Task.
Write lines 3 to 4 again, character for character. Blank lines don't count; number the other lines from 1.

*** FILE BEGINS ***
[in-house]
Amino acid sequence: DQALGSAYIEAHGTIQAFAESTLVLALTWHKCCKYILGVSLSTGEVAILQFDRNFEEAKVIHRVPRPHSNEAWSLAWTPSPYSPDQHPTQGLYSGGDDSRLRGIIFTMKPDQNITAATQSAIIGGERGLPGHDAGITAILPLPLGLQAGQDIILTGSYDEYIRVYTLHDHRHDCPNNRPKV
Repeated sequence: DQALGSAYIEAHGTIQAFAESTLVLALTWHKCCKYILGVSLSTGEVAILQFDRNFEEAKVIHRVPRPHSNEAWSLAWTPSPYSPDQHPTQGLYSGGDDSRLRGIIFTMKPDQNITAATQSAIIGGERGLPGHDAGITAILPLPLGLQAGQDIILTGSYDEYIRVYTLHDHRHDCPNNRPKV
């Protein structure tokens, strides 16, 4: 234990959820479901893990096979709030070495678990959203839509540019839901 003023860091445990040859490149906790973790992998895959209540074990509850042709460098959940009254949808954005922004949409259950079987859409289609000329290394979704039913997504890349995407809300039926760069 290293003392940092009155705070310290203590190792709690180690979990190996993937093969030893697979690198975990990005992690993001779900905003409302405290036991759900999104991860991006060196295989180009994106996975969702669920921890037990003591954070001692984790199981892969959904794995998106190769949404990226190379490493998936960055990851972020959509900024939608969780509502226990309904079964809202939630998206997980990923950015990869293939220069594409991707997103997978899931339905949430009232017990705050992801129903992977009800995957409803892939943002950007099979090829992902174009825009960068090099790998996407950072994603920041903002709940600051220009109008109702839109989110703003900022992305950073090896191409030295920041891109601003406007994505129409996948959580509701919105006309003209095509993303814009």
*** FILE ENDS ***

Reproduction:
Repeated sequence: DQALGSAYIEAHGTIQAFAESTLVLALTWHKCCKYILGVSLSTGEVAILQFDRNFEEAKVIHRVPRPHSNEAWSLAWTPSPYSPDQHPTQGLYSGGDDSRLRGIIFTMKPDQNITAATQSAIIGGERGLPGHDAGITAILPLPLGLQAGQDIILTGSYDEYIRVYTLHDHRHDCPNNRPKV
């Protein structure tokens, strides 16, 4: 234990959820479901893990096979709030070495678990959203839509540019839901 003023860091445990040859490149906790973790992998895959209540074990509850042709460098959940009254949808954005922004949409259950079987859409289609000329290394979704039913997504890349995407809300039926760069 290293003392940092009155705070310290203590190792709690180690979990190996993937093969030893697979690198975990990005992690993001779900905003409302405290036991759900999104991860991006060196295989180009994106996975969702669920921890037990003591954070001692984790199981892969959904794995998106190769949404990226190379490493998936960055990851972020959509900024939608969780509502226990309904079964809202939630998206997980990923950015990869293939220069594409991707997103997978899931339905949430009232017990705050992801129903992977009800995957409803892939943002950007099979090829992902174009825009960068090099790998996407950072994603920041903002709940600051220009109008109702839109989110703003900022992305950073090896191409030295920041891109601003406007994505129409996948959580509701919105006309003209095509993303814009």